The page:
Feminine in general means being more delicate in speech, either when delivering a coy insult or when buoying up drooping spirits. Femininity requires not the sudden and angry bravery of war and combat, but the slow and loving and patient bravery of rearing children and dealing with childish menfolk: female fortitude is a tenacity that does not yield even after repeated disappointments and defeats. And, believe you me, dear reader, a woman in love has a very clear-eyed view of the faults and flaws of her man, and if her love is true, she does not yield to despair or give up on him. The female spirit is wise rather than cunning, deep in understanding rather than adroit in deductive logic, gentle and supportive rather than boastful and self-aggrandizing. The strong feminine character is solid in faith in all things.”[i]

The removal of femininity from our TV screens and movies is removing one of the more beautiful and brilliants aspects of human nature. The truly strong feminine woman is not the 110 pound soaking wet femi-warrior who can bash up a whole room of special forces trained men. That is a simulacrum of a true woman, one that falls far short of the real deal. It is the imputation of masculine personhood into the body of a woman. Which is not good. 

No, the truly strong woman is the one who can overcome her adversaries and yet remain a humble, dignified and feminine presence. Hollywood and TV directors rarely give us such women because they, like the original feminists, hate womanhood. They see gender boundaries as detestable distinctions that need to be destroyed, and they actively seek to make sure they are. They see femininity as weak and lesser, rather than what it is, unique and beautiful. It is that woman are not men that makes them so alluring. It is that they have a quality all of their own that makes them admirable. To rob women of this is to enact a wicked travesty on all of us.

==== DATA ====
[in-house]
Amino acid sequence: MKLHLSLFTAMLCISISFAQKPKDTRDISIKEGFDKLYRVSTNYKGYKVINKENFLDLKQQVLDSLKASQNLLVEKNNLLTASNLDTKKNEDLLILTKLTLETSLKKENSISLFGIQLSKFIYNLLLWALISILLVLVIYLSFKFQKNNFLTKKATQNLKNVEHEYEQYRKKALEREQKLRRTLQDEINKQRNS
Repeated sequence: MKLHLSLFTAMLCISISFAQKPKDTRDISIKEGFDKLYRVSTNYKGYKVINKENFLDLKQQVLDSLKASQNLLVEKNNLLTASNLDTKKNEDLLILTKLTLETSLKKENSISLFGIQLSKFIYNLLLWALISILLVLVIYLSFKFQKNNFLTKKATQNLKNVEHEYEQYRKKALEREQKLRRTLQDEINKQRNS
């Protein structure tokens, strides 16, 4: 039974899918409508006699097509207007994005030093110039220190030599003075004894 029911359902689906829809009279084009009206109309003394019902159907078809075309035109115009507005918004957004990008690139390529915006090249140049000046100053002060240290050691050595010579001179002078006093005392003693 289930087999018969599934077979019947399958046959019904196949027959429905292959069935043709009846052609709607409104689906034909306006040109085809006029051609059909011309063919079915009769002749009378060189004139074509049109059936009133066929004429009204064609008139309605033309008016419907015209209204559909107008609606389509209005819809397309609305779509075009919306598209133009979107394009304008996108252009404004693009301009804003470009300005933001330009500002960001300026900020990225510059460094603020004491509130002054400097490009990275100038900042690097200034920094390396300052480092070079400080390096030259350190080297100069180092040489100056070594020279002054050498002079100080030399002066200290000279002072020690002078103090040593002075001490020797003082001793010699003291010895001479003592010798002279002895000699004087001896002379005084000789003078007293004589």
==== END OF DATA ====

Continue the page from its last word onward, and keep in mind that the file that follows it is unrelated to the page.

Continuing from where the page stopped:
“The female spirit is wise rather than cunning, deep in understanding rather than adroit in deductive logic, gentle and supportive rather than boastful and self-aggrandizing.” This is far more beautiful and attractive than a woman who can fight toe to toe with a semi-divine alien and cuss with the best of them. 

As Wright notes,

“Hence, a strong feminine character in a story is one who can overcome the prejudice against her family’s humble origins to win the heart of the proud Mr Darcy. She can appease an angry mother-in-law, reconcile a feud, arrange cooperation without seeming to take or give orders and without anyone feeling left out or overruled, lure a Lothario to his destruction, unman a Benedict with her wit, build a family, repair a broken heart, restore loyalty, comfort the grieving, (usually with a sympathetic ear and a soft promise of better days ahead), receive confession, sway a jury, suture a wound, and escape from an arranged marriage to find true love. In a science fiction story, a strong feminine character can also halt a planetary war; in a fantasy story, she can resurrect the dead, and then marry him.”[ii]

Very few (if any?) of the best women I know are interested in the anti-feminine women that Hollywood push on us in their droves today. But the classic ladies of the Austen era are rock stars among these same women. This should tell us something, something important. The feminine want to see more feminine archetypes, because it is a damn sight more admirable than masculinity wrapped in a woman’s frame. 

Love what you are presenting Mr. Right, keep preaching it brother. 


[i] Wright, John C.. Transhuman and Subhuman: Essays on Science Fiction and Awful Truth (pp. 290-292). Still Waters Books. Kindle Edition.

[ii] Wright, John C.. Transhuman and Subhuman: Essays on Science Fiction and Awful Truth (p. 292). Still Waters Books. Kindle Edition.

No comments:

Post a Comment